I find it a little hard to rate a motherboard that does not neatly fall in an obvious niche, it sometimes is difficult to really determine if the board is a value or not. Is it an expensive economy board, or a not-quite full featured mainstream board?
The Gigabyte EP45T-DS3R creates its own niche. It is nearly a full featured board, lacking only a few items to consider it a mainstream motherboard. It has all of the features I'd expect on a mainstream Gigabyte board, excepting a second SATA controller (which means only six internal SATA ports and no eSATA in the I/O panel) and heatpipe chipset cooling. Some people may miss the extra SATA slots, personally I don't. The bundle is smaller than one of a Gigabyte mainstream board. The lack of these few items means a savings of as much as $90, depending on the mainstream board you are comparing it to.
The EP45T-DS3R has a lot going for it. It supports DDR3-memory, up to DDR3-1900. It has all of Gigabyte's unique features, save Smart Backup. The BIOS is easy to use, and has all overclocking settings on a single page, something all overclocker love to have. It is a decent overclocker, I cranked my E-8400 from 3.0gHz to 3.7gHz. The passive NB cooler kept the Northbridge under 40C during all testing.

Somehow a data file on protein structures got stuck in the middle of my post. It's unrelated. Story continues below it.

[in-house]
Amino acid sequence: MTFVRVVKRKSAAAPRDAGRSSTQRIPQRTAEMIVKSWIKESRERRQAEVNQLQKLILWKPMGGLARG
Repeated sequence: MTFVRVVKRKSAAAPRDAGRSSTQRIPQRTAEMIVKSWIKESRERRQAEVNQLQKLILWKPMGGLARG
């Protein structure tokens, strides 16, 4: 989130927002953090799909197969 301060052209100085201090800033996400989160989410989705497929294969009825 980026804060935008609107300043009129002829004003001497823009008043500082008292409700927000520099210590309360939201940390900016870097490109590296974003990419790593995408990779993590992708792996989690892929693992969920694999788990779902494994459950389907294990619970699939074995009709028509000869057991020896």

I found no issues or problems with the board. It worked well with the original BIOS, and the latest BIOS worked just as well. It was very stable throughout the testing, once I found satisfactory overclock settings.
The EP45T-DS3R sells for $175 at my favorite online retailer. Gigabyte's mainstream P45 boards sell for $250-$265, so if you are willing to do without a few niceties, you can get a good performer and still have a good chunk of change to put on a better processor, memory, or video card. ThinkComputers.org awards the Gigabyte EP45T-DS3R a 9 out of 10 score.
- Good performer
- Passive NB cooler works well
- Most features of a mainstream Gigabyte board
- Some may miss eSATA and the extra SATA ports available with another onboard SATA controller
- I couldn't get Crossfire to work, but could have very well been the fault of the Catalyst drivers